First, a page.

RSNA Member Spotlight: Hailey Choi, MD

Learn more about a fellow RSNA member

Hailey Choi MD

Hailey Choi, MD, is an assistant professor of clinical radiology in the abdominal imaging and US subspecialties at University of California, San Francisco. Dr. Choi earned her medical degree and completed a preliminary year of internal medicine at the University of Medicine and Dentistry of New Jersey at the New Jersey Medical School in Newark.

She went on to complete a four-year residency in diagnostic radiology at MedStar Georgetown University Hospital in Washington, DC, serving as chief resident during her final residency year. Afterwards, Dr. Choi completed a body imaging fellowship at Stanford University in Stanford, CA.

An active researcher, Dr. Choi also serves as an imaging informatics and gastrointestinal abstract reviewer on RSNA’s Education Exhibits Awards Committee and on the RadioGraphics Gastrointestinal Imaging Review Panel.

What or who sparked your interest in radiology?

I first encountered radiology when I was in a doctor shadowing program as an undergraduate student. I shadowed a radiologist in my local hospital for half a day. I was blown away by the complex anatomy and the radiologist’s knowledge of how a finding or diagnosis would impact the patient.

I walked away thinking that radiologists were knowledge powerhouses for the hospital. As I went through my clerkships in medical school, the initial spark of interest in radiology resurfaced. I appreciated the ubiquitous presence and impact of medical imaging and began to think that maybe I also had a chance at becoming that knowledge powerhouse.

As I continue my radiology career, I reconfirm my passion for medical imaging every day as I watch intricate anatomy, physiology and biomechanics unfold before my eyes on a screen.

What has been your best professional accomplishment?

I am very fortunate and proud to have a rich network of collaborators within and outside of my subspecialty, discipline and institution. I have built meaningful relationships with many mentors and colleagues through my training, current faculty position and society involvement.  

I collaborate with hepatologists, gynecologists, oncologists, pathologists, musculoskeletal radiologists, neuroradiologists and informaticists in clinical practice and research. For example, I am an integral part of a multidisciplinary effort in implementing, maintaining and evaluating US LI-RADS at our institution. The project has led to changes in clinical practice as well as several research abstracts, including one that was highlighted at RSNA 2022.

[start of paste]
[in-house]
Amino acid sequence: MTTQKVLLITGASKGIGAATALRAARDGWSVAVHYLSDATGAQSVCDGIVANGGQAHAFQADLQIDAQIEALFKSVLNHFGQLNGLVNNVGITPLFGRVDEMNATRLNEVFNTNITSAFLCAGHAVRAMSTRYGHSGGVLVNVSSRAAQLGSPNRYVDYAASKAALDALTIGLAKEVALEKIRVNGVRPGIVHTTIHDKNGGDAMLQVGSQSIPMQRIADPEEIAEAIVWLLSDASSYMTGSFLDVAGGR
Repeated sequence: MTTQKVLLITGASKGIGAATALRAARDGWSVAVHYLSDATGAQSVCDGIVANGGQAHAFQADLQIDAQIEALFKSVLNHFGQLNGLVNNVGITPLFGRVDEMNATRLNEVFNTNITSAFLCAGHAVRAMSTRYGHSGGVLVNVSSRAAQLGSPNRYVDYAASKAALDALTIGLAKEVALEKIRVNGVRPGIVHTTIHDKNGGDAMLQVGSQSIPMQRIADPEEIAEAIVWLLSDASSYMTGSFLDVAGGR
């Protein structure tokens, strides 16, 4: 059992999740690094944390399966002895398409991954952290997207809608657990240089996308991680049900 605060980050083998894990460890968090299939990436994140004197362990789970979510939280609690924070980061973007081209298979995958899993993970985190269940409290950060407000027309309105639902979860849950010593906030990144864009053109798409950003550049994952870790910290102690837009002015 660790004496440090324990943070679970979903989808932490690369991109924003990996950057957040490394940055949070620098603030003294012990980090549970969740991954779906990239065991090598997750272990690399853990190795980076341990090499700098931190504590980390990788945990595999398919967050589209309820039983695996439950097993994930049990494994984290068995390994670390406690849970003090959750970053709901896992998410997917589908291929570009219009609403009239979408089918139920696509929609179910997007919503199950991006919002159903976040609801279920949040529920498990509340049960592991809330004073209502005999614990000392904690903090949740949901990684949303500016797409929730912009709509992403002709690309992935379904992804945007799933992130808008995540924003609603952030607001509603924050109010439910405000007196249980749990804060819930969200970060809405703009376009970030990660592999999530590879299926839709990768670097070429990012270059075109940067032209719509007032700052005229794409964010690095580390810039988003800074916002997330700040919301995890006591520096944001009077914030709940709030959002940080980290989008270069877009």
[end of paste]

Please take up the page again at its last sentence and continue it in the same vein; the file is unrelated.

The wide network of diverse perspective enriches my approach to how I engage with patients, perform procedures and interpret imaging. I hope this to be a long-lasting, potentially lifelong, professional accomplishment.

Candid Hailey Choi MD

What has been the biggest challenged you have faced in building your career?

The biggest challenge I faced was starting my career at an unfamiliar academic institution. Starting my first job out of training in a large academic center, where I had few connections, was daunting.

The practice setting, referring provider base, imaging techniques and education methods were slightly different from my experiences as a resident or fellow. I learned to be open-minded, seek feedback and most importantly, focus on what is best for the patient.

Keeping my goal rooted to caring for the patient let me feel more confident in my decisions and helped me think about differential diagnoses and next steps. I also met great colleagues and mentors who helped ease my transition and supported my interests.

What RSNA resources do you use/have you used to assist you with your professional development and in your daily work/practice?

I frequently reference RadioGraphics and Radiology articles, both for clinical decision making and teaching. For example, the recent article on ultrasonography of soft tissue masses is one that I reference almost every week. RSNA educational exhibits are another resource that I love. I think the exhibits are key to visually understanding anatomy, disease process or other related topics.

When you’re not working, how do you like to spend your free time?

I am a fiber arts enthusiast—I spend my work-free time crocheting various items. My most recently completed project is a cropped sweater with butterfly details on the bottom seam that I made for myself.

I also recently started growing some vegetables in my garden. I’ve been growing some salad greens and radishes. I’m looking forward to growing carrots in the spring!

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